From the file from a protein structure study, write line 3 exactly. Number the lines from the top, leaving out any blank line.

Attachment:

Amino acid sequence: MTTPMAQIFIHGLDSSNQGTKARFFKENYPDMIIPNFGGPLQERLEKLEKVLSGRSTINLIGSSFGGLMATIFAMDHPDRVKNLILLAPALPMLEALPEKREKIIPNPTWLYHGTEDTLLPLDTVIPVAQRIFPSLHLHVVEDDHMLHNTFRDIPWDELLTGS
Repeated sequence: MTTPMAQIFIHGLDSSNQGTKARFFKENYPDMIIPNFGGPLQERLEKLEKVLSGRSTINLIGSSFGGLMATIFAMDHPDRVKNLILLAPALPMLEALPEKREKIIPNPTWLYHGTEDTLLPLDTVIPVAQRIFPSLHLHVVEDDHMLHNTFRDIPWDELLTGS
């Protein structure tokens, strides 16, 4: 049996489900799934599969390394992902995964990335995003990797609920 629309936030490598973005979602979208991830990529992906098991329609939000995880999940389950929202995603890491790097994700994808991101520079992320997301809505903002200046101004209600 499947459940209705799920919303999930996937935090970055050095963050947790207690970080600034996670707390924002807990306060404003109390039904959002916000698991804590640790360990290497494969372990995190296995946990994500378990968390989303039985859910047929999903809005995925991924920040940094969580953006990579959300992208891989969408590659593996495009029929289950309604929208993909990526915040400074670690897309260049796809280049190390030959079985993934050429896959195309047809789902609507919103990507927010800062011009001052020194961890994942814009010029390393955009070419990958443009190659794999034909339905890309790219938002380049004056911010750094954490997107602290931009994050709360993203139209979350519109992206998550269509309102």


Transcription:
């Protein structure tokens, strides 16, 4: 049996489900799934599969390394992902995964990335995003990797609920 629309936030490598973005979602979208991830990529992906098991329609939000995880999940389950929202995603890491790097994700994808991101520079992320997301809505903002200046101004209600 499947459940209705799920919303999930996937935090970055050095963050947790207690970080600034996670707390924002807990306060404003109390039904959002916000698991804590640790360990290497494969372990995190296995946990994500378990968390989303039985859910047929999903809005995925991924920040940094969580953006990579959300992208891989969408590659593996495009029929289950309604929208993909990526915040400074670690897309260049796809280049190390030959079985993934050429896959195309047809789902609507919103990507927010800062011009001052020194961890994942814009010029390393955009070419990958443009190659794999034909339905890309790219938002380049004056911010750094954490997107602290931009994050709360993203139209979350519109992206998550269509309102």